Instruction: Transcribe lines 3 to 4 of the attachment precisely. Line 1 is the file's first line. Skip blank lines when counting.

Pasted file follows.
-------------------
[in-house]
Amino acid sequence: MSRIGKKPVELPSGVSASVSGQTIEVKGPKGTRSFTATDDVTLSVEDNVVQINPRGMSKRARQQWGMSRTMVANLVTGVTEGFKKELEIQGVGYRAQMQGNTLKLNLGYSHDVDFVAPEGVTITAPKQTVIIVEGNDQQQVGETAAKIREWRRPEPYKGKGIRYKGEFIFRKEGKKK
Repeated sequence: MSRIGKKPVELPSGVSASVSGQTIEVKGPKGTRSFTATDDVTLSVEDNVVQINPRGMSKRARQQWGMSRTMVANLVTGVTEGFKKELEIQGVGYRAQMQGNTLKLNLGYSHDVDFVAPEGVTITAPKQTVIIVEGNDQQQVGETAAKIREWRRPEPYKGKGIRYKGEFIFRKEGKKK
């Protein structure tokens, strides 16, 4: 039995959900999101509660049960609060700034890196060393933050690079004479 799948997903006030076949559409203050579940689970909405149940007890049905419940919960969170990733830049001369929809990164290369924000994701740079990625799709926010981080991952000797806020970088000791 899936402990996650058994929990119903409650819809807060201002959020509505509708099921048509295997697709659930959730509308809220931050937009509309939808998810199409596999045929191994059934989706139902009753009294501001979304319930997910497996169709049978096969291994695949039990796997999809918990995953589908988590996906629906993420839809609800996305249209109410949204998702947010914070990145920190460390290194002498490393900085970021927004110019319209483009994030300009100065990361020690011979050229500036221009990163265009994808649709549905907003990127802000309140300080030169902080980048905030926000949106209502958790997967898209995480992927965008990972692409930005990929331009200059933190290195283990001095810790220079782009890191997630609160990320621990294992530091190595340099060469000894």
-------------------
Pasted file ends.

Repeated sequence: MSRIGKKPVELPSGVSASVSGQTIEVKGPKGTRSFTATDDVTLSVEDNVVQINPRGMSKRARQQWGMSRTMVANLVTGVTEGFKKELEIQGVGYRAQMQGNTLKLNLGYSHDVDFVAPEGVTITAPKQTVIIVEGNDQQQVGETAAKIREWRRPEPYKGKGIRYKGEFIFRKEGKKK
């Protein structure tokens, strides 16, 4: 039995959900999101509660049960609060700034890196060393933050690079004479 799948997903006030076949559409203050579940689970909405149940007890049905419940919960969170990733830049001369929809990164290369924000994701740079990625799709926010981080991952000797806020970088000791 899936402990996650058994929990119903409650819809807060201002959020509505509708099921048509295997697709659930959730509308809220931050937009509309939808998810199409596999045929191994059934989706139902009753009294501001979304319930997910497996169709049978096969291994695949039990796997999809918990995953589908988590996906629906993420839809609800996305249209109410949204998702947010914070990145920190460390290194002498490393900085970021927004110019319209483009994030300009100065990361020690011979050229500036221009990163265009994808649709549905907003990127802000309140300080030169902080980048905030926000949106209502958790997967898209995480992927965008990972692409930005990929331009200059933190290195283990001095810790220079782009890191997630609160990320621990294992530091190595340099060469000894």